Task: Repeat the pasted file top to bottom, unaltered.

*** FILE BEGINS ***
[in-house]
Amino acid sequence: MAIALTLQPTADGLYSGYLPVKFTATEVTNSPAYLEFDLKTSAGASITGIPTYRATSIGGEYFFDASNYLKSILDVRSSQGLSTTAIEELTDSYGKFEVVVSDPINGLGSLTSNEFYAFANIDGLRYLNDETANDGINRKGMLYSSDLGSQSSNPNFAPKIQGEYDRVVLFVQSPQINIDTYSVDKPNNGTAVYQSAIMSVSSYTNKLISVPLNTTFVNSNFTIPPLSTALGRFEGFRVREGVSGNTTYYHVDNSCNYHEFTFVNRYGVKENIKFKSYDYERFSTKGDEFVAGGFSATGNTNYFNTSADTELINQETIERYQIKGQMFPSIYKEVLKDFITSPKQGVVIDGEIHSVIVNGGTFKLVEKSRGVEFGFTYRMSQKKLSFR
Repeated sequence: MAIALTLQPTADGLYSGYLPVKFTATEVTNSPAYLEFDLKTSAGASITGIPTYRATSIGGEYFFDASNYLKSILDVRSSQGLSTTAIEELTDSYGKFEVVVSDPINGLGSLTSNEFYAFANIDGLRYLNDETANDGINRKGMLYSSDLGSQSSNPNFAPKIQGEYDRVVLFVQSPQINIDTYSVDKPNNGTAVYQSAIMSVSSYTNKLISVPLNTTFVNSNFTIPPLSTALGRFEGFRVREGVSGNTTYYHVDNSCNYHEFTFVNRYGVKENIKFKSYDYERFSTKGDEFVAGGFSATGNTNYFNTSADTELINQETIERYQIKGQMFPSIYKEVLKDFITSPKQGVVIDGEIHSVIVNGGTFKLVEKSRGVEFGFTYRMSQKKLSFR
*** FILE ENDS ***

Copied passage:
[in-house]
Amino acid sequence: MAIALTLQPTADGLYSGYLPVKFTATEVTNSPAYLEFDLKTSAGASITGIPTYRATSIGGEYFFDASNYLKSILDVRSSQGLSTTAIEELTDSYGKFEVVVSDPINGLGSLTSNEFYAFANIDGLRYLNDETANDGINRKGMLYSSDLGSQSSNPNFAPKIQGEYDRVVLFVQSPQINIDTYSVDKPNNGTAVYQSAIMSVSSYTNKLISVPLNTTFVNSNFTIPPLSTALGRFEGFRVREGVSGNTTYYHVDNSCNYHEFTFVNRYGVKENIKFKSYDYERFSTKGDEFVAGGFSATGNTNYFNTSADTELINQETIERYQIKGQMFPSIYKEVLKDFITSPKQGVVIDGEIHSVIVNGGTFKLVEKSRGVEFGFTYRMSQKKLSFR
Repeated sequence: MAIALTLQPTADGLYSGYLPVKFTATEVTNSPAYLEFDLKTSAGASITGIPTYRATSIGGEYFFDASNYLKSILDVRSSQGLSTTAIEELTDSYGKFEVVVSDPINGLGSLTSNEFYAFANIDGLRYLNDETANDGINRKGMLYSSDLGSQSSNPNFAPKIQGEYDRVVLFVQSPQINIDTYSVDKPNNGTAVYQSAIMSVSSYTNKLISVPLNTTFVNSNFTIPPLSTALGRFEGFRVREGVSGNTTYYHVDNSCNYHEFTFVNRYGVKENIKFKSYDYERFSTKGDEFVAGGFSATGNTNYFNTSADTELINQETIERYQIKGQMFPSIYKEVLKDFITSPKQGVVIDGEIHSVIVNGGTFKLVEKSRGVEFGFTYRMSQKKLSFR